UPDATE: Tacobar is now open.
By Chris Barnett
Locals have been clamoring for better and more authentic Mexican food on Fillmore Street even before La Posada said adios a few years ago and the fast food chain La Salsa shuttered its shop at the end of last year.
They may soon get their wish.
Tacobar, at the corner of California and Fillmore, seems destined to be far more than a typical taqueria. Owner and top toque Jack Schwartz, 40, has fashioned a mini-Mexican restaurant with organic food considerably above the ordinary and a whimsical design that promises to be lively and fun. Just check out the handpainted mural on the ceiling of el bano, the unisex bathroom.
The Tacobar menu has the predictable categories: quesadillas, tacos, burritos, salads, soups, sides and desserts. But Schwartz promises that the ingredients will be fresh, flavorful, imaginative and pesticide-free. And the prices are surprisingly reasonable.
Schwartz lives in the neighborhood, which has helped to elevate his aspirations. “I’m trying to do simple but good quality food at reasonable prices because we want to be part of the neighborhood,” he says. “We believe the more you give, the more you get back.”
Born in Mexico City to a Romanian dad and a Colombian mom, Schwartz has packed plenty of surprises into the 900-square-foot spot on a key corner at the heart of the neighborhood. In recent years it was home to La Salsa. But for decades it was the Rolling Pin donut shop, open all day and all night, and before that the Donut Hole.
An advance look at the menu is promising. A diner might start with the jicama ensalada with grapefruit, dry roasted peanuts, diced avocado and cilantro for $4.50; then a Veracruz pescado taco — with grilled line-caught mahi mahi, cabbage slaw and Baja lime sauce, $4.50; topped off with a potent tequila ice cream homemade by San Franciscan Neveria Abel, $3.50. In addition to Mexican beers and sodas, Tacobar will serve a citrus red wine sangria, plus fresh lime margaritas and fresh lime pomegranate margaritas made by Soju, a South Korean company.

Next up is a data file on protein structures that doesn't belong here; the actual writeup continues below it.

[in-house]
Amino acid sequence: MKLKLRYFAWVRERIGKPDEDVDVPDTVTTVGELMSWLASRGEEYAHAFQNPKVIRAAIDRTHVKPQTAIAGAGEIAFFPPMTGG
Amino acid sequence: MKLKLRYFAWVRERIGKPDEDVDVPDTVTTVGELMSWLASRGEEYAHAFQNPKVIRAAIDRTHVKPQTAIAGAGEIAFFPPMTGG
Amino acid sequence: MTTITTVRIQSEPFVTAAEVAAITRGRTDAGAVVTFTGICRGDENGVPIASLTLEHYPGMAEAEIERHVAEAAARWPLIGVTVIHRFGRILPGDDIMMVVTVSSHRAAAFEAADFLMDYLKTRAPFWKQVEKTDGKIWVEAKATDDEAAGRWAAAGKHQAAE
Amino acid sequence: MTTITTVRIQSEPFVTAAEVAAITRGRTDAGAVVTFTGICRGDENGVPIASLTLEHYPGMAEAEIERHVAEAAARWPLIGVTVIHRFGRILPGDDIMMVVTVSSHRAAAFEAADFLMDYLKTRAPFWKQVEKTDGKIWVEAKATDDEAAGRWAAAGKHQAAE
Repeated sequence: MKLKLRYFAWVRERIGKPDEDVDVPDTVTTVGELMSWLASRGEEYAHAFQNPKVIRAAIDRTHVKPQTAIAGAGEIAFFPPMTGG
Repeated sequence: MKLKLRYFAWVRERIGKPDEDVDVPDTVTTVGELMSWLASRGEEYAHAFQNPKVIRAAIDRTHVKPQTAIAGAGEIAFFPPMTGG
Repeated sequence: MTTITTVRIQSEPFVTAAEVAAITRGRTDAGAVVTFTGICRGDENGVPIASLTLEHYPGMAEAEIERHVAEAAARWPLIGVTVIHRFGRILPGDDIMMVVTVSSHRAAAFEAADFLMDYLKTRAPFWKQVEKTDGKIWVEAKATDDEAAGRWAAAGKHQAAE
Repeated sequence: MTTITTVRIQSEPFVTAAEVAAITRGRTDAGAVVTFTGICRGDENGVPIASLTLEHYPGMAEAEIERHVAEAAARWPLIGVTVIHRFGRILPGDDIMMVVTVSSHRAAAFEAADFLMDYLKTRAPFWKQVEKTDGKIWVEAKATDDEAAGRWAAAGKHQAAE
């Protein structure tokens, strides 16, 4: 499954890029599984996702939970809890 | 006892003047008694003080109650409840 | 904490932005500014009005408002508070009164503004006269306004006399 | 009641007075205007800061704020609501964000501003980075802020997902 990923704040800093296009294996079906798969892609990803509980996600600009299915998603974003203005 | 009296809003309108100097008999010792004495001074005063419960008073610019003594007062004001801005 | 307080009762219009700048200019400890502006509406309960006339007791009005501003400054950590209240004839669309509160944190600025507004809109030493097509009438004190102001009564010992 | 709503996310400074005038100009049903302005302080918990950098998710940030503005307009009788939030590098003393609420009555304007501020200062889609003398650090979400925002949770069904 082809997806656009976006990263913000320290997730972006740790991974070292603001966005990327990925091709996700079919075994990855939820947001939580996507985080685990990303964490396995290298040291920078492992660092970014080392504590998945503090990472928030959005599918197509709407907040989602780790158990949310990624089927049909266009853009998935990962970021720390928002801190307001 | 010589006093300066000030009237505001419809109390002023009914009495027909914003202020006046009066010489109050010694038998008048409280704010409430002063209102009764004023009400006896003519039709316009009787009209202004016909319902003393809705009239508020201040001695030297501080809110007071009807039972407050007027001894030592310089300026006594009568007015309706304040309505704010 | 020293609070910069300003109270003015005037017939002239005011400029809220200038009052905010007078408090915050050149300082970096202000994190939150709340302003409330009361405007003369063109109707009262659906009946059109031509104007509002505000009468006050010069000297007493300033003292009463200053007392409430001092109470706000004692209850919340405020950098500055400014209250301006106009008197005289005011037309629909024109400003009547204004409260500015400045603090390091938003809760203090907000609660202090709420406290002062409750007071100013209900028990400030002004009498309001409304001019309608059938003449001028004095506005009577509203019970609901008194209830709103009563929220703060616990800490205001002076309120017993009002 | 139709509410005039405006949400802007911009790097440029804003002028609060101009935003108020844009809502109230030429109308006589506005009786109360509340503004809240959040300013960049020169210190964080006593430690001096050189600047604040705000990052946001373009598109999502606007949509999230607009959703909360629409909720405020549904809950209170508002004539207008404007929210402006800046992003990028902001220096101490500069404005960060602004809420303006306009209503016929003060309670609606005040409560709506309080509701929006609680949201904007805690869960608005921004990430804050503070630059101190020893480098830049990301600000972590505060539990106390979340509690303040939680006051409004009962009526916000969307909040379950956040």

Fillmore is festooned these days with outdoor seating and Tacobar will go al fresco as well. It will also offer takeout.
Schwartz, a 1998 graduate of the California Culinary Academy, later cooked at Maya in San Francisco and was sous chef and consultant for 1550 Hyde Cafe and Wine Bar. He knows design is a critical component, even in a tiny taco emporium. So he hired Lauren Geremia and Rusty Wadatz, partners in Geremia Design in San Francisco, and gave them relatively free rein. The firm also designed Fraiche, the yogurt store at 1910 Fillmore.
The designers squeezed extra space out of the small spot, installing a communal table, a long bar for solo seating, several tables with chairs and an energizing color scheme. The plain wooden stools are a vibrant Mexican pink, bright yellow and lime green. The tiled walls are straight from Mexico. An accordion-like panoramic decal of endless cornfields cover the windows, but diners inside can look out. And a collection of cacti are scattered around the room.
Filed under: Food & Drink